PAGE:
simple-voyage.com, Lea brassy & Vincent Colliard

Chile 2010/2011

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Journal of a chili trip in Chile, with Vincent Colliard and Léa Brassy, November 2010 to March 2011, by Léa Brassy.

Part 1: Punta de Lobos

The Strait of Magellan is whitened by the wind in this sunny spring afternoon. Punta Arenas, in Chilean Patagonia, is a town out of nowhere in an exciting feeling of bottom of the world.

Tomorrow will moor a strong sailing vessel, well known by winds and swells of the South Atlantic Ocean. Tomorrow will moor the Northanger, Keri and Greg and their committed and passionate lifestyle. I’m looking forward tomorrow.

It’s been only eleven days that my dodgy Spanish travels me around Chile. Surfboards, sailing and climbing gears, knitting needles… I feel free and inspired with my fully packed army bag.

We are two on this journey aboard an invisible train, to follow our passions, angels or demons regarding to the circumstances.

Just arrived in Santiago and shortly after we are in the bus to Pichelemu, four hours south. That is the place to taste the Pacific Ocean breeze and the sweet light of the sun in Punta de Lobos.

It now appears to me, with my quarter of century celebrated and my addiction to travels that when everything matches together, it’s just a bless.

And there I am, there is everything. The feeling of being at the right place at the right time is what lots of us are looking for on this planet.

Punta de Lobos. Every Chilean surfer is proud of this wave. Perfectly designed rocky point left-hander, long to very long on a northern swell, it’s pumping most of the time with an average size around five feet but holds much much more. Thanks to this spot, Diego Medina won the Billabong XXL Big Wave Awards in 2006.

The way to reach the break is the most intimidating I have ever experimented. But I’m pretty sure these two rocks at the start of the wave remind you something. If, while you’re hardly paddle out, you hear an ugly noise, don’t worry, it might be a fur seal asking for some regards like the old drunk man at the bar. It’s actually moving with the same difficulties and lack of grace. But it’s much more fun.

The Collectivo’s driver pops up with some ropes to half close de boot on my precious orange and pink single fin surfboard. On our way, long black hair floating in the air, girls wave at us. Janelle, Trinidad and their girlfriends come back with grace from their daily session.

A little surfing community lives here, trying to make a living out of the local resources. Shaping surfboards, surf schools...unfortunately the link with Santiago is an obligation to make money and to keep practicing their passion.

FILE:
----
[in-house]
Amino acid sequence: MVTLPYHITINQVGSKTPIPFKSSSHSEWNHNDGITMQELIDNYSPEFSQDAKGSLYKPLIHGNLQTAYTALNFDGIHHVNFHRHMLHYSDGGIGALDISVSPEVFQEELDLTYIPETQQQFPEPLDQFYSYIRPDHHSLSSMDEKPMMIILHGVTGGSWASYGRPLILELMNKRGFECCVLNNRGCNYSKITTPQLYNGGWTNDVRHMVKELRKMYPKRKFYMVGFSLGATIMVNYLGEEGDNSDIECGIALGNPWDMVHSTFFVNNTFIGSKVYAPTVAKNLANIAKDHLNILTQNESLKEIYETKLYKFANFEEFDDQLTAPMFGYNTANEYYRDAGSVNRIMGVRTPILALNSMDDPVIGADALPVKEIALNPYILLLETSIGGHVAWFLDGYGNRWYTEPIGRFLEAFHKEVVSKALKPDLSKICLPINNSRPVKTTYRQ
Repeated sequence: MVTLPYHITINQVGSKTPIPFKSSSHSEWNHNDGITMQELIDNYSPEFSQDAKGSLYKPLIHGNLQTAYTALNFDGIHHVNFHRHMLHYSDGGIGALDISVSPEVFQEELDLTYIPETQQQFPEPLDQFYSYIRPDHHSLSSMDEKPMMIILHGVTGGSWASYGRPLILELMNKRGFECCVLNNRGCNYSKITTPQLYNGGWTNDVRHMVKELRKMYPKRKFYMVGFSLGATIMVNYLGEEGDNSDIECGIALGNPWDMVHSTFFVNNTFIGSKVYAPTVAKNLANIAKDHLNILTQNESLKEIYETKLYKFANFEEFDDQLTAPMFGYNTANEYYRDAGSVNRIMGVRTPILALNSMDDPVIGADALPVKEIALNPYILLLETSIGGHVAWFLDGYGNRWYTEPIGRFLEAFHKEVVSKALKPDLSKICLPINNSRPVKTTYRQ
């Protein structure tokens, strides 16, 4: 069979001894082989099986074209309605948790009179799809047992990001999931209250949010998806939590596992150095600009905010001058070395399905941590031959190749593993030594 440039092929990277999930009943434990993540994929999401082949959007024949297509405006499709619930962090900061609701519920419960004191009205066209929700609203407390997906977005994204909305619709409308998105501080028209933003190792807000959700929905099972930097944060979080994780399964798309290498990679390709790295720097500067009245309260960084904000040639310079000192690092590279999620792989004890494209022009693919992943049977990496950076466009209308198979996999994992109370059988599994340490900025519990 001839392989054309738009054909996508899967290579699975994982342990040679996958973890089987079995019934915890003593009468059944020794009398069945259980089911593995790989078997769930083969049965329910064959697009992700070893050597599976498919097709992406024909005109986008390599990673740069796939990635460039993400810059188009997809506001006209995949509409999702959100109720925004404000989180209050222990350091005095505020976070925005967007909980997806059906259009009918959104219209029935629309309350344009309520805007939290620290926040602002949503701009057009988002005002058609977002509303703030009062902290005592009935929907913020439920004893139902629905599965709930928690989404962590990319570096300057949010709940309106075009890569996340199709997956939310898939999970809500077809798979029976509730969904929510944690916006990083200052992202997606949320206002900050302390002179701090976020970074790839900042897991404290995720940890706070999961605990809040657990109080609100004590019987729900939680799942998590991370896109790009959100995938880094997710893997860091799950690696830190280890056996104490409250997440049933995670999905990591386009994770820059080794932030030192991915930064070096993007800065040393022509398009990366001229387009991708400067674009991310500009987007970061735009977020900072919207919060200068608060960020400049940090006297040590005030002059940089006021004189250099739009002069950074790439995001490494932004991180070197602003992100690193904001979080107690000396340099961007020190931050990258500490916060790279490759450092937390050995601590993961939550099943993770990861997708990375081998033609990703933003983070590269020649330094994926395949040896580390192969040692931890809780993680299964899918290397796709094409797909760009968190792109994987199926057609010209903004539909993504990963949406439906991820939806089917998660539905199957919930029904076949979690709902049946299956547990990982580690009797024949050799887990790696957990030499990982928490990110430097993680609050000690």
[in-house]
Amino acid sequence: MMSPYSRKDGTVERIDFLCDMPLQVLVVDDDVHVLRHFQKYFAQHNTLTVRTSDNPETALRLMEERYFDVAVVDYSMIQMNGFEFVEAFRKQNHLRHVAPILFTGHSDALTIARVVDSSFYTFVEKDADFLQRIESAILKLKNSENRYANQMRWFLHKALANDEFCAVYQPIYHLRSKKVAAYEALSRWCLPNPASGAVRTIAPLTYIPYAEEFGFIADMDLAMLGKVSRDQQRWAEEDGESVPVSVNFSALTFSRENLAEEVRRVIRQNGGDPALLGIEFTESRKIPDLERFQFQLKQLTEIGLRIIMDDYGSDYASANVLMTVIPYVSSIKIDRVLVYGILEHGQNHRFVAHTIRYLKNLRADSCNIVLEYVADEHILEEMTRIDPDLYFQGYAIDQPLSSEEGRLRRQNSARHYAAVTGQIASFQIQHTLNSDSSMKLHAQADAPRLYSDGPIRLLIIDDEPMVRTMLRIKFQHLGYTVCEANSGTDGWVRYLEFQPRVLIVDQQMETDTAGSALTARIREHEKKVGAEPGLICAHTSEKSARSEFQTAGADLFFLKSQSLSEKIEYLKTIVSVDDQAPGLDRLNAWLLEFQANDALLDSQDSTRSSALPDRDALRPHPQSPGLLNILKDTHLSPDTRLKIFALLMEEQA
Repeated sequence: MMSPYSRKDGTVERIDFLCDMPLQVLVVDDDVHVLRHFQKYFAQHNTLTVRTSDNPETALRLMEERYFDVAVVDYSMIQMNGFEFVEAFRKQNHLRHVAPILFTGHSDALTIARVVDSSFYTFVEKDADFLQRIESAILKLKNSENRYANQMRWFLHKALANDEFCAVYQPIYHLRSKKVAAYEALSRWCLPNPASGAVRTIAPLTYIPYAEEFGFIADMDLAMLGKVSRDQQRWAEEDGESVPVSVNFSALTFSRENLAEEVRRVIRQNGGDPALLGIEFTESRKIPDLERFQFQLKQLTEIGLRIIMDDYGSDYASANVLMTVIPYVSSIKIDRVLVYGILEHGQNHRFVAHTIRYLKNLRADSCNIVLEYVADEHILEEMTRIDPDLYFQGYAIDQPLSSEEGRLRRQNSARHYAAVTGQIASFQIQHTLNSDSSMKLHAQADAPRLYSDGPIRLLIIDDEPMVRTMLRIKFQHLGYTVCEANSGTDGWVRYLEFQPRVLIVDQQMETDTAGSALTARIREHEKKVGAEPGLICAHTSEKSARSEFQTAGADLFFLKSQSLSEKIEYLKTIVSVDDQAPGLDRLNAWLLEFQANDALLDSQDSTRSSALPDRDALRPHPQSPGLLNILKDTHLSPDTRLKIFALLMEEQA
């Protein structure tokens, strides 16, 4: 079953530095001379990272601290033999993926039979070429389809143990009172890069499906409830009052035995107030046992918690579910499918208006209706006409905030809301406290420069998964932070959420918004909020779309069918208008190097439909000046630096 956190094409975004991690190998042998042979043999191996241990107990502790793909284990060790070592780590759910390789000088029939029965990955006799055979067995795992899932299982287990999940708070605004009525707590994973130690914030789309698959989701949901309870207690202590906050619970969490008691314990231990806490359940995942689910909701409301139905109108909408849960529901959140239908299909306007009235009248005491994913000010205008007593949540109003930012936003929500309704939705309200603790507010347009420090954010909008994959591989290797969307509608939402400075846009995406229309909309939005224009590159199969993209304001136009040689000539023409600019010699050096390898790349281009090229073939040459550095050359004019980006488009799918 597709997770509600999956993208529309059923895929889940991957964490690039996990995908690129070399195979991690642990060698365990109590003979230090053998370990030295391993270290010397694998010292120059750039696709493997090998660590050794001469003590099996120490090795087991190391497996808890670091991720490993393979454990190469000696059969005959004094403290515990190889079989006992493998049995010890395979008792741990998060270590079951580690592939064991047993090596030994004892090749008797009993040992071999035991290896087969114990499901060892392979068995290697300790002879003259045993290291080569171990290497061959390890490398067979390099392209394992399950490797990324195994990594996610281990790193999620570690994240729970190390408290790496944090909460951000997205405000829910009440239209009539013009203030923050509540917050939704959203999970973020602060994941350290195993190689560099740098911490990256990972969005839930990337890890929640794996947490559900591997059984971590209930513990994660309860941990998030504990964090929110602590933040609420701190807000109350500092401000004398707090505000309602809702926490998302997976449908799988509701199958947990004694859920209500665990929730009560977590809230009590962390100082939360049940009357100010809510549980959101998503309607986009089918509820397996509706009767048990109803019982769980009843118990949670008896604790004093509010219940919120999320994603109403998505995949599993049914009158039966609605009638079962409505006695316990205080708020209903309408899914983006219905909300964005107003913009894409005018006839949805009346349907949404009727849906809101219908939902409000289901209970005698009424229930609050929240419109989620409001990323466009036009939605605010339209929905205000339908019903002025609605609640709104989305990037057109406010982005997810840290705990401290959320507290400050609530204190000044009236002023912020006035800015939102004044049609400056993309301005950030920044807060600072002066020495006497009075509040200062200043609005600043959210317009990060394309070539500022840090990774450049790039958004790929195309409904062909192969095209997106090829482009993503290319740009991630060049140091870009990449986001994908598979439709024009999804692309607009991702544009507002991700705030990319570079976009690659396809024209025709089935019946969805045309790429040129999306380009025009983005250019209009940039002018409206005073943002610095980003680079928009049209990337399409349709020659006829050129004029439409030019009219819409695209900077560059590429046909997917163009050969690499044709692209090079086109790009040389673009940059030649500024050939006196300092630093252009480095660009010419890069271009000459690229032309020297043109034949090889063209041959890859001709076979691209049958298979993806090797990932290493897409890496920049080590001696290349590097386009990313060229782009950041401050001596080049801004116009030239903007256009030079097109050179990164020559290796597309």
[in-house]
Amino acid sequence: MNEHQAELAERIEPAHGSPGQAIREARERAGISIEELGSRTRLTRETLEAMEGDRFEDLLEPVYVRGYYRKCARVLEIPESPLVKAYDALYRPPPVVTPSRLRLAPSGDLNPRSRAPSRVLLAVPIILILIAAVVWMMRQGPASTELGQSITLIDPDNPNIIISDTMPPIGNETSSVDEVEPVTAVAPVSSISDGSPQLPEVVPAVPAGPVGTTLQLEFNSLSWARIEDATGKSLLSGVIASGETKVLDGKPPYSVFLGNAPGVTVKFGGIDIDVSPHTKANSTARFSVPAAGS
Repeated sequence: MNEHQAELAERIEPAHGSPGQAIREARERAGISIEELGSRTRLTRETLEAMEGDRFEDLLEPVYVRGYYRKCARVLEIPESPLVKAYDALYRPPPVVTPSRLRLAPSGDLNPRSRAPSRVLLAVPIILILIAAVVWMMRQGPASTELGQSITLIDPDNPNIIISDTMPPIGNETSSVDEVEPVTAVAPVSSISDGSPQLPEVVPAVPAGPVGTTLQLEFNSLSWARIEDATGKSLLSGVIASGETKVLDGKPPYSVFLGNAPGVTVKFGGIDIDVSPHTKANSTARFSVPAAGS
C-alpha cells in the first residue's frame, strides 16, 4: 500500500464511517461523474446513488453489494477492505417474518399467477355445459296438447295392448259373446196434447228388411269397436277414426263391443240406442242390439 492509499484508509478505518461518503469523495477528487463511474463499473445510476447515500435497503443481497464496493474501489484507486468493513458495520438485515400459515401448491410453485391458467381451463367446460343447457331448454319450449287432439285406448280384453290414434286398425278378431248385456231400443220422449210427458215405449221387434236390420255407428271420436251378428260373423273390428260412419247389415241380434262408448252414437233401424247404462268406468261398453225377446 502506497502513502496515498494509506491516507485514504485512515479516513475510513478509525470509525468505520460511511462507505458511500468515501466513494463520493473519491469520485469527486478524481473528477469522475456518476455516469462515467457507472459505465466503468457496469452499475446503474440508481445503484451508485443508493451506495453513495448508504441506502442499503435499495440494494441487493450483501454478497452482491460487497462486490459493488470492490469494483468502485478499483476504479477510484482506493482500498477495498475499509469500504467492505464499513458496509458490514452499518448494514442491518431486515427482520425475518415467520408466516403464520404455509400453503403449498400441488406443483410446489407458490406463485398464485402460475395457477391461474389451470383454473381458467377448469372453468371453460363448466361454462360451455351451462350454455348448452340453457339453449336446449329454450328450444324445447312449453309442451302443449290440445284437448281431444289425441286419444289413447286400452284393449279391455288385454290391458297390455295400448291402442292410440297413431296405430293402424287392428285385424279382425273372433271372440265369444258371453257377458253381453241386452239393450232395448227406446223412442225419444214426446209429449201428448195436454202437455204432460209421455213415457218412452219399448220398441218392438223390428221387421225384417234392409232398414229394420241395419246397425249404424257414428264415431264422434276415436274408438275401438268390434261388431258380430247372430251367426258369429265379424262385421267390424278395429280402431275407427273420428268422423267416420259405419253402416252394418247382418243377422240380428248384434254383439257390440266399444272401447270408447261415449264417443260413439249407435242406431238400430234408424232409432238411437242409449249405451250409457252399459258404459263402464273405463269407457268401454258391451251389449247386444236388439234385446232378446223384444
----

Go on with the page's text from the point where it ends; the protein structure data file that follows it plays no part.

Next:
Five days have gone without us noticing anything. Time for change. By bus, we are heading south. To Bariloche in Argentinia for Vincent and to Punta Arenas, where I am today, in Chilean Patagonia for me. Endless bus trips are especially made for thoughts, ideas and reflections. I kind of like it.

Even though there is a serious language barrier, the contact with the locals is very easy and I never feel lonely. People are curious, simple and generous. Faces are smiling at me. There is here something naturally and seriously friendly that touches me deeply. 

Part 2 : from Punta Arenas to the Falkland Islands, coming to land

Sheltered by the spring red bush of a tiny bay, the past few weeks have been about learning life on board the Northanger. From cleaning the bilges to waxing the wood, from fastening the ropes to tightening the sails, from cooking to seasickness, it will take time to become a sailor. The leather of my hands can tell that salt is working restless. So is the wind on this land of Southern Patagonia.

There is nothing like the charm of the life on board, nothing like the kind dance of the waves and the promiscuity around the table. I’m not the first one to tell that story. Days go by without me noticing anything, from one task to another, one poetry to another. Until the departure date.

The Strait of Magellan, out of Chile, not yet in another country, just out at sea. The tide tables disagree, currants start unforecasted dances. Keri and Greg play worriless with them, just a cheeky smile on their friendly faces. They are used to dodgy information in this area. All of a sudden the wind picks up to a point where the sea surface is all white, our fronts all wrinkled and we have to moor efficiently. We establish on watch turns until it dies, two days later! The exit isn’t far and soon there is water as far as we can see. The boat is proudly bringing behind her dolphins, albatross and penguins. Or maybe is it them who walk us by the bow, our instinct following the open ocean call.

The crew finds its rhythm once we’ve passed the last oil drilling platform which only sucks half oil and half water. The resources have now been empty for a while. Our routine is a four hours watch before the kindness of bed. Four hours of fairy lights before the darkness of our banks. Where is the life, where is the night? Where does  the energy comes from?

One morning, coffee is served on deck. Dolphins come back. Three days went by, during which the crew was mothered by the ocean. We are born again. We can come to land. The coast lines up in between wide grey clouds. The smell of Keri’s rhubarb pie makes it feel like a Sunday afternoon. We’re Friday today. I know it cause I had to find it out. I had no idea. Time had stopped until now.

Part 3 : celebrating nature and culture